Specialising In Over 50s Health & Wellbeing
Face To Face Or Online Coaching
Chris Deavin, Health & Life Coach, Bsc. Dip. ACSM, PN Coach
Over 20 Years Of Coaching Experience
The Importance Of Nutrition
Virtually everyone you meet during your working and personal life could benefit from some nutritional advice.
This does not necessarily mean that virtually everyone’s diet is poor, although many are, but that everyone could benefit from improving on their current diet. Excess weight, high blood pressure, raised cholesterol, constipation or indigestion, poor skin, low energy, pregnancy, or wanting to perform better in sport and exercise!
At least one of these applies to most people and this is just a short list of the many aspects of health and fitness on which diet can have a major impact.
Whether or not they follow a healthy diet, many people think they know what ‘healthy eating’ means. And many do. Some believe that a vegetarian diet is automatically a healthy diet, that to lose weight you simply have to eat less and eating more protein builds muscle.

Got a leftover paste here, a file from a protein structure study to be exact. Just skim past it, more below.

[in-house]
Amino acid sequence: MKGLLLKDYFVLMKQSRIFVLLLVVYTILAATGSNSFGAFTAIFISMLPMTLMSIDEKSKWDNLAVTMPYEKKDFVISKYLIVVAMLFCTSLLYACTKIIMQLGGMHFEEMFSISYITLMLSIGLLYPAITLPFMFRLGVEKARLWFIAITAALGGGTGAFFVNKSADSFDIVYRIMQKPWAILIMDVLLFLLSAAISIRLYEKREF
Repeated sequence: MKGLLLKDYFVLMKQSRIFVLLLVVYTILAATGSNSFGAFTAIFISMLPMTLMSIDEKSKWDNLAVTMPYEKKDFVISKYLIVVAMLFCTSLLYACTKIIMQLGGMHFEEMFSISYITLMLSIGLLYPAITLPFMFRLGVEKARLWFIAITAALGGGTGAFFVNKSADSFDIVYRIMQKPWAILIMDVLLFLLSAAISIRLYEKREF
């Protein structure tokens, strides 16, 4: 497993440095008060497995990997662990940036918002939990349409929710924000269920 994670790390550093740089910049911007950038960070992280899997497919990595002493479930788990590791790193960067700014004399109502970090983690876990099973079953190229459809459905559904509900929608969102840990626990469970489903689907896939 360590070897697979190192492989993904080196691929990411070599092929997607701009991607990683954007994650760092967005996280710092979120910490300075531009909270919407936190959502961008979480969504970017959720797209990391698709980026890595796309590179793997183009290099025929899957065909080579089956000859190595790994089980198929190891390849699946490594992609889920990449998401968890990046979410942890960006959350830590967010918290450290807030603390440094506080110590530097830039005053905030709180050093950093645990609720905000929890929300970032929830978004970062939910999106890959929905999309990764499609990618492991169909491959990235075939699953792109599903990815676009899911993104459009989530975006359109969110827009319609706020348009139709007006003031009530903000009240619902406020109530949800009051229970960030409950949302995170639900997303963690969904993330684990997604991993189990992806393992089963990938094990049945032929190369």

We are not taught much if anything about diet and nutrition and what we do know is picked up from family, friends, food manufacturers and the media. Much of what we pick up is excellent advice but much is not. If you are to help yourself and others to eat a better diet, for general health or for a specific reason such as weight loss or sports performance, then understanding the basics is a vital first step.
The Main Components of Food
The main components of food are fat, protein, carbohydrates and water. In other words, it is a combination of these substances that make up the bulk of any food.
Different foods have different proportions of these substances. Meat, for example, has a combination of protein, fat and water, but mostly protein. Broccoli has a combination of carbohydrate, protein and water.
We tend to classify foods according to the largest food component- meat is a ‘protein food’ and we eat it for its protein content.
Bread is a carbohydrate or starchy food- we eat it for its starchy carbohydrate but it does also provide some protein. The same applies to potatoes.
Beans are a roughly equal combination of protein and carbohydrate, so can be classified as either. In making up meals, or a whole diet, we should always be considering the fat, protein and carbohydrate contributions from the different foods we choose.